The 8 histologic subtypes of idiopathic interstitial pneumonia, in decreasing order of frequency, are
Idiopathic pulmonary fibrosis Idiopathic Pulmonary Fibrosis Idiopathic pulmonary fibrosis (IPF), the most common form of idiopathic interstitial pneumonia, causes progressive pulmonary fibrosis. Symptoms and signs develop over months to years and include... read more (identified histologically as usual interstitial pneumonia)
Respiratory bronchiolitis–associated interstitial lung disease Respiratory Bronchiolitis–Associated Interstitial Lung Disease Respiratory bronchiolitis–associated interstitial lung disease (RBILD) is a syndrome of small airway inflammation and interstitial lung disease occurring in people who smoke. Symptoms include... read more (RBILD)
These subtypes are characterized by varying degrees of interstitial inflammation and fibrosis (1 General reference Idiopathic interstitial pneumonias (IIPs) are interstitial lung diseases of unknown etiology that share similar clinical and radiologic features and are distinguished primarily by the histopathologic... read more ). All cause dyspnea; diffuse abnormalities on high-resolution CT (HRCT); and inflammation, fibrosis, or both on biopsy. The subtypes are important to distinguish, however, because they have different clinical features (see table ) and respond differently to treatment.
1. Travis WD, Costabel U, Hansell DM, et al: An Official American Thoracic Society/European Respiratory Society Statement: Update of the International Multidisciplinary Classification of the Idiopathic Interstitial Pneumonias. Am J Respir Crit Care Med 188 (6):733–748, 2013.
Symptoms and Signs of Idiopathic Interstitial Pneumonias
Symptoms and signs of idiopathic interstitial pneumonias are usually nonspecific. Cough and dyspnea on exertion are typical, with variable onset and progression. Common signs include tachypnea, reduced chest expansion, bibasilar end-inspiratory dry crackles, and digital clubbing.
Diagnosis of Idiopathic Interstitial Pneumonias
High-resolution CT (HRCT)
Pulmonary function tests
Sometimes lung biopsy
Idiopathic interstitial pneumonia should be suspected in any patient with unexplained interstitial lung disease. Clinicians, radiologists, and pathologists should exchange information to determine the diagnosis in individual patients. Potential causes (see table ) are assessed systematically. For maximum diagnostic yield, history should address the following criteria:
Family history of lung disease, especially lung fibrosis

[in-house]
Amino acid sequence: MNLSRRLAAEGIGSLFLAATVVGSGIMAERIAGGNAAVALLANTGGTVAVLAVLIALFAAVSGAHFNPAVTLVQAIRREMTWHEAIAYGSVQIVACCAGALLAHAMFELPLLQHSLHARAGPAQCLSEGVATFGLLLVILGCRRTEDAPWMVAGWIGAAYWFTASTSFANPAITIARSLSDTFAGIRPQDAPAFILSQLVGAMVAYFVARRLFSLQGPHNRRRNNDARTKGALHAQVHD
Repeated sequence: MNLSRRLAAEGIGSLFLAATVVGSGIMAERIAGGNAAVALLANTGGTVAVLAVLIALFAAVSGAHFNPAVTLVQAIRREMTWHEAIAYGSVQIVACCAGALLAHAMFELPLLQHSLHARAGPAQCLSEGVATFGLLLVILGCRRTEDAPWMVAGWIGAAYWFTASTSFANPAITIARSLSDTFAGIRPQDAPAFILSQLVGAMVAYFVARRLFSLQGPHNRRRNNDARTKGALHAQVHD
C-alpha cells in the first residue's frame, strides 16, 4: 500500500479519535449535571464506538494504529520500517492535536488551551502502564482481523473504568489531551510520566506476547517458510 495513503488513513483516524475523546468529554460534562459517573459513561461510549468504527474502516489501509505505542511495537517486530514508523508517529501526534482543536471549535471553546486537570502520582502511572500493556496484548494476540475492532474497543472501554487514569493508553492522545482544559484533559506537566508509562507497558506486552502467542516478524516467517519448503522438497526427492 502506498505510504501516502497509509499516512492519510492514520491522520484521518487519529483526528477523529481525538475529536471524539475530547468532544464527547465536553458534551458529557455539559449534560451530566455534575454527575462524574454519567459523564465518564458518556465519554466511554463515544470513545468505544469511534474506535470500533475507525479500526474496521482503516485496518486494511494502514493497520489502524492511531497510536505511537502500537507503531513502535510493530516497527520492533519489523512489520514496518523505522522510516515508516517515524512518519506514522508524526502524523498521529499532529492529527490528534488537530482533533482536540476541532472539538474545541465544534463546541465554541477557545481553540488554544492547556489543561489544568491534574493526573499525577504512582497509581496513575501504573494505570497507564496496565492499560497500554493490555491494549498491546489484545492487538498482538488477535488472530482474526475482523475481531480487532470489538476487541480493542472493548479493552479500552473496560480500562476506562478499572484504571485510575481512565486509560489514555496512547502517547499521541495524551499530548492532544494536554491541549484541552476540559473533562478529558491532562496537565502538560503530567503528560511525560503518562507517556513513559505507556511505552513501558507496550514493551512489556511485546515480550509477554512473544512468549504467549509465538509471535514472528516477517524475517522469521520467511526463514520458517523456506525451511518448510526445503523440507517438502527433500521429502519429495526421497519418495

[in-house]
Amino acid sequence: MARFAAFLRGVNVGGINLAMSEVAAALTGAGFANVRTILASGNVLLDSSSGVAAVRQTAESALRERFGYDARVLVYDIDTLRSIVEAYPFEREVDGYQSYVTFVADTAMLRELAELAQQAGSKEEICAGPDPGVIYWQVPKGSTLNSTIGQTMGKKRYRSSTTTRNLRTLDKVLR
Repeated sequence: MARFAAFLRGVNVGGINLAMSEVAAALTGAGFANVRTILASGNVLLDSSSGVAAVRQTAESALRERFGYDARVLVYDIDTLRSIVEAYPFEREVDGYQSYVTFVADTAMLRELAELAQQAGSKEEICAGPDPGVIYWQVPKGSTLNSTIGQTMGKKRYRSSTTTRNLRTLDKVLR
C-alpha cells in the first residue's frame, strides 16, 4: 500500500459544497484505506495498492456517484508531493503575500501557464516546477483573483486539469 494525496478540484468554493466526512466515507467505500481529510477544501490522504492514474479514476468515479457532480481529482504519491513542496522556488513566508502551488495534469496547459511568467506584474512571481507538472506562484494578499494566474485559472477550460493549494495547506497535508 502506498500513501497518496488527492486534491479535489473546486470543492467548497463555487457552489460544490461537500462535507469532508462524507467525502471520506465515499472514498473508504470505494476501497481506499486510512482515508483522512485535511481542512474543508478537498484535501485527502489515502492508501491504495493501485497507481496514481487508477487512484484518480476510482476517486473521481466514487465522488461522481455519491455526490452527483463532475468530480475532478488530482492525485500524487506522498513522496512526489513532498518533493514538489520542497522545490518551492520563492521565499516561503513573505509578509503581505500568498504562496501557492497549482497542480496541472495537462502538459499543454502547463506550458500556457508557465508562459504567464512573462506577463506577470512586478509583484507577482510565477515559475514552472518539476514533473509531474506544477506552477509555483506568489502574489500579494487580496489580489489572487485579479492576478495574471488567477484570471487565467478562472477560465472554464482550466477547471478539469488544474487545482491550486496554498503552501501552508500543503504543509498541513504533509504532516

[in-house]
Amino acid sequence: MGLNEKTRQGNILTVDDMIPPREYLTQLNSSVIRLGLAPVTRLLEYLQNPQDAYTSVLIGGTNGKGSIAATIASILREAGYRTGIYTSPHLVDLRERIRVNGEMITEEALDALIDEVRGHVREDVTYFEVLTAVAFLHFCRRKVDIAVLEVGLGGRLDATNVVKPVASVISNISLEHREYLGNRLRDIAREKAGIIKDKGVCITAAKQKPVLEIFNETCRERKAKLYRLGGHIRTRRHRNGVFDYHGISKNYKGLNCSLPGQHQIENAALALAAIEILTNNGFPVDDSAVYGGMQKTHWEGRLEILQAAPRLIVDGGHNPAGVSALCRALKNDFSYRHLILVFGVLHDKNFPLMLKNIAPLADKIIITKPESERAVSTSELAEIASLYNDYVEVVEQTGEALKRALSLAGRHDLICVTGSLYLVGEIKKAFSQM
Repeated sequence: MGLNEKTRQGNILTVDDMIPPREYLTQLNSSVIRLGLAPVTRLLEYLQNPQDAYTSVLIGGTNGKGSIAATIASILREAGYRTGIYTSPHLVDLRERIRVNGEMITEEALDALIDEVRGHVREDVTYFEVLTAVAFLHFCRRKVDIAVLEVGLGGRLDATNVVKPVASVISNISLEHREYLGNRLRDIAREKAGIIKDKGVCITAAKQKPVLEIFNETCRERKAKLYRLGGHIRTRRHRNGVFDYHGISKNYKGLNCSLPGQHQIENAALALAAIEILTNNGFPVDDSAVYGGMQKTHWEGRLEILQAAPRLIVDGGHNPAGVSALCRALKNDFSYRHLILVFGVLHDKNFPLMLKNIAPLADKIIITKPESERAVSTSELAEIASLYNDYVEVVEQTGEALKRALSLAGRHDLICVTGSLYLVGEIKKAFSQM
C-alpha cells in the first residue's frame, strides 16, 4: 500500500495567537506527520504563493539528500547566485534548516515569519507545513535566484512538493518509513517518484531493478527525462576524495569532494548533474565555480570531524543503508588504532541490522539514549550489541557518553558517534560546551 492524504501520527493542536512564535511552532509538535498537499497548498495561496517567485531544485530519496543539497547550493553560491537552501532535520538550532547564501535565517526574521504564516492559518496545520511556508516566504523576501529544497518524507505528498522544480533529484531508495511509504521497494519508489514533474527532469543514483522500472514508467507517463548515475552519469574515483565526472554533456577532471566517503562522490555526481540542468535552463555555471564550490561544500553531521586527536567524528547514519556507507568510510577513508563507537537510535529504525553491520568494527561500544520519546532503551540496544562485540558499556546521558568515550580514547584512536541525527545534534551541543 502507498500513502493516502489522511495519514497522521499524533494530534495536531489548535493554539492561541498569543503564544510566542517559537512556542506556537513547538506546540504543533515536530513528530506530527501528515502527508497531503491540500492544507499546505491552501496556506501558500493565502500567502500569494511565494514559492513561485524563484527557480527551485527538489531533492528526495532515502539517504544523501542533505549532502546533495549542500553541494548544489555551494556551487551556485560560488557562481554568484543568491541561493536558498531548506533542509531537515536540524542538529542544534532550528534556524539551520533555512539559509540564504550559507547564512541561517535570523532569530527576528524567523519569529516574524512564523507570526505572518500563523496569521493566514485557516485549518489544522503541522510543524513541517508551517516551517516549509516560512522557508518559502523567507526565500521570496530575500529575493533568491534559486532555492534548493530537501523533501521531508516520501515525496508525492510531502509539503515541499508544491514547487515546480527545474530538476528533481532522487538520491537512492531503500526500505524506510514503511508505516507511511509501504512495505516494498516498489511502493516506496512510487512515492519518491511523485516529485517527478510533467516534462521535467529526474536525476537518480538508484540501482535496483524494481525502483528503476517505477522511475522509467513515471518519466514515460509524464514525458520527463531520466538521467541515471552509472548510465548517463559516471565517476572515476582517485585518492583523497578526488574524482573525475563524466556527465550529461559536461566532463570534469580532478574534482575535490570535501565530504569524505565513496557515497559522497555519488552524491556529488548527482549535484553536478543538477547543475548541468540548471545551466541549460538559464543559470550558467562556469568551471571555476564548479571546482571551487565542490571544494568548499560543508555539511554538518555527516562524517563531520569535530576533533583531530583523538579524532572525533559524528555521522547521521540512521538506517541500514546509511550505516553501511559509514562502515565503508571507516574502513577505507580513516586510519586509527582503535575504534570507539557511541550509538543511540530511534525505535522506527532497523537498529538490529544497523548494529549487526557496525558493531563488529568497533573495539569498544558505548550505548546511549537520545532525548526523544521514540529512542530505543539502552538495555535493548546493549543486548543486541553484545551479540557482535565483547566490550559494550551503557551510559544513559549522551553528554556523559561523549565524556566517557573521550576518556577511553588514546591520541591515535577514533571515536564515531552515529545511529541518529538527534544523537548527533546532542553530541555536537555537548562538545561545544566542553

History of tobacco use (because some diseases occur mostly among people who smoke or formerly smoked)
Current and prior drug use
Detailed review of home and work environments, including those of family members
A chronologic listing of the patient's employment history, including specific duties and known exposures to organic and inorganic agents (see table ), is obtained. The degree of exposure, duration of exposure, latency of exposure, and the use of protective devices is elicited.
Chest x-ray is done and is typically abnormal, but findings are not specific enough to differentiate between the various types.
Pulmonary function tests Overview of Tests of Pulmonary Function Pulmonary function tests provide measures of airflow, lung volumes, gas exchange, response to bronchodilators, and respiratory muscle function. Basic pulmonary function tests available in the... read more are often done to estimate the severity of physiologic impairment, but they do not help differentiate between the various types. Typical results are restrictive physiology, with reduced lung volumes and diffusion capacity. Hypoxemia is common during exercise and may be present at rest.
HRCT, which distinguishes airspace from interstitial disease, is the most useful test and is always done. It provides assessment of the potential etiology, extent, and distribution of disease and is more likely to detect underlying or coexisting disease (eg, occult mediastinal adenopathy, cancer, emphysema). HRCT should be done with the patient supine and prone and should include dynamic expiratory imaging to accentuate evidence of small airway involvement.
Laboratory tests are done for patients who have clinical features suggesting a systemic rheumatic disease, vasculitis, or environmental exposure. Such tests may include antinuclear antibodies, rheumatoid factor, and other more specific serologic tests for systemic rheumatic diseases (eg, anti-cyclic citrullinated peptide [CCP], ribonucleoprotein [RNP], anti-Ro [SSA], anti-La [SSB], scleroderma antibody [Scl70], anti-Jo-1 antibody, myositis antibody panel).